Critical Reviews in food science and nutrition, 55 (10), 2015, 1383-1405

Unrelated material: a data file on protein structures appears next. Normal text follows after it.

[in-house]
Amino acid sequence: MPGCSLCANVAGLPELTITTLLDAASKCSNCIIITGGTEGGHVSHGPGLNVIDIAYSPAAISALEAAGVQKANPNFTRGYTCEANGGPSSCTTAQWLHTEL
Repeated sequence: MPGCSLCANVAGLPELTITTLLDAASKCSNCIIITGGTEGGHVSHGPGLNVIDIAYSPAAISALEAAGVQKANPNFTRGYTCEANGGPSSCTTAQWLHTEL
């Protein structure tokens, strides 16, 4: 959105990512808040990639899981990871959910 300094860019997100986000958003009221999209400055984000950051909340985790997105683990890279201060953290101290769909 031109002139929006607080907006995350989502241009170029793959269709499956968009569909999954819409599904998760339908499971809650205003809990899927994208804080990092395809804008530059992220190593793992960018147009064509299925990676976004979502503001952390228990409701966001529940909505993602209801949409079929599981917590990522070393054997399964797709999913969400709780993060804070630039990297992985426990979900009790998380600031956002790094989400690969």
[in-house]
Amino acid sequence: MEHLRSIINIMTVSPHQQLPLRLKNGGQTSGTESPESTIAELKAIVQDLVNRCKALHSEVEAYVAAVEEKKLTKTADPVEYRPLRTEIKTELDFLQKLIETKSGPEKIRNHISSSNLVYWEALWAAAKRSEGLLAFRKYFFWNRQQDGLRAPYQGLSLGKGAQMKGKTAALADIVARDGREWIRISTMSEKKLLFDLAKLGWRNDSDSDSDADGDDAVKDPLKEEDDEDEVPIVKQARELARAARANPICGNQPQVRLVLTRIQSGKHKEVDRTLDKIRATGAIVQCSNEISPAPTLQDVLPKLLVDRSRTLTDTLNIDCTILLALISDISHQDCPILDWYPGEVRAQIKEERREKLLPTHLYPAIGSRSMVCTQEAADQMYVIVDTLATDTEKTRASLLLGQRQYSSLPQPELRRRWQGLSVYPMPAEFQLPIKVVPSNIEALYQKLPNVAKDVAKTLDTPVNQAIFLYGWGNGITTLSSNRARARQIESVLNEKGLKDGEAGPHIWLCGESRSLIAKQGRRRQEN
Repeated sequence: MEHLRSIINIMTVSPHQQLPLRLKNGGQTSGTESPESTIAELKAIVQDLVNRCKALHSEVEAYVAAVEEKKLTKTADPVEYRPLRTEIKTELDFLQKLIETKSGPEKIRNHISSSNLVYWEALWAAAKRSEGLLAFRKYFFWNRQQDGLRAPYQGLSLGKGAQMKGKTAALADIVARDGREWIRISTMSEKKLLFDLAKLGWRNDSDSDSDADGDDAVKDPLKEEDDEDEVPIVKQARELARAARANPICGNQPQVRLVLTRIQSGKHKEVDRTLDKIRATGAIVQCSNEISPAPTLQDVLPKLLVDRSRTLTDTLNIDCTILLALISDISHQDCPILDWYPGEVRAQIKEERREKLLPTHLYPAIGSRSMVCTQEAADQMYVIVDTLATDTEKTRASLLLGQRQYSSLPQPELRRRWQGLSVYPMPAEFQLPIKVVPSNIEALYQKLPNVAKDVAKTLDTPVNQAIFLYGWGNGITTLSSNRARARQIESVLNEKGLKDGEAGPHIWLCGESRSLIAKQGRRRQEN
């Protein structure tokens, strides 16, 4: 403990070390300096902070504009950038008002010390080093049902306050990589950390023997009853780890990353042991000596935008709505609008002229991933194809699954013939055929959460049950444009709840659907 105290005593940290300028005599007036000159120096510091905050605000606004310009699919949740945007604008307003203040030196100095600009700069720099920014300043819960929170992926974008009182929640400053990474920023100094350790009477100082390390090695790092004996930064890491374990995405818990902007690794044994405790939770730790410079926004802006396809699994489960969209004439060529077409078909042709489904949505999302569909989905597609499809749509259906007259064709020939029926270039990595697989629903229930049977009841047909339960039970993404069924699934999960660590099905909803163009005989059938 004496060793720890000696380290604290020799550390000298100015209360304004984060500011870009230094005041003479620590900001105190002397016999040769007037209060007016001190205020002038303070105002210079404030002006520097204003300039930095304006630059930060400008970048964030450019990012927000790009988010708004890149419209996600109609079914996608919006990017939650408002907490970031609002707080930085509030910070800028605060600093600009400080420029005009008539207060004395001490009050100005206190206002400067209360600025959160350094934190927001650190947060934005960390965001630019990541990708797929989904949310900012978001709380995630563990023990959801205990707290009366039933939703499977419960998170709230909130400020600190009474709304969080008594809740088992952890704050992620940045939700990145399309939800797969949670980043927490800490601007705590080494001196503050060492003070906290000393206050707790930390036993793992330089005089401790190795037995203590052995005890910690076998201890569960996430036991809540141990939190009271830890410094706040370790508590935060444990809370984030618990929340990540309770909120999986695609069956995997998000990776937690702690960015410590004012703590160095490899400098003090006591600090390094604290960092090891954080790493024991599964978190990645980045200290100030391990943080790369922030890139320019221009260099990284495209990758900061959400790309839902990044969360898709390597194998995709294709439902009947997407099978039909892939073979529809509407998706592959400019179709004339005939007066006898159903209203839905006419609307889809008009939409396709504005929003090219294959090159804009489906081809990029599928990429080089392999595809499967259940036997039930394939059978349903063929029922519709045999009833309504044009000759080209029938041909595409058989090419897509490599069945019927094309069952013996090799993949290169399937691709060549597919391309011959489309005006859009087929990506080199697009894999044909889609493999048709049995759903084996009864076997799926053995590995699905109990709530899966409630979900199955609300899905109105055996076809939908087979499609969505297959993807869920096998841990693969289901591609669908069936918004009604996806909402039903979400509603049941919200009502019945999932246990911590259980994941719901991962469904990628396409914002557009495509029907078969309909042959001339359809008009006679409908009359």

Polycyclic aromatic hydrocarbons (PAHs) are a family of toxicants that are ubiquitous in the environment. These contaminants generate considerable interest, because some of them are highly carcinogenic in laboratory animals and have been implicated in breast, lung, and colon cancers in humans. Dietary intake of PAHs constitutes a major source of exposure in humans. Factors affecting the accumulation of PAHs in the diet, their absorption following ingestion, and strategies to assess risk from exposure to these hydrocarbons following ingestion have received very little attention. This review, therefore, focuses on concentrations of PAHs in widely consumed dietary ingredients along with gastrointestinal absorption rates in humans. Metabolism and bioavailability of PAHs in animal models and the processes, which influence the disposition of these chemicals, are discussed. Finally, based on intake, disposition, and tumorigenesis data, the exposure risk to PAHs from diet is presented. This information is expected to provide a framework for refinements in risk assessment of PAHs.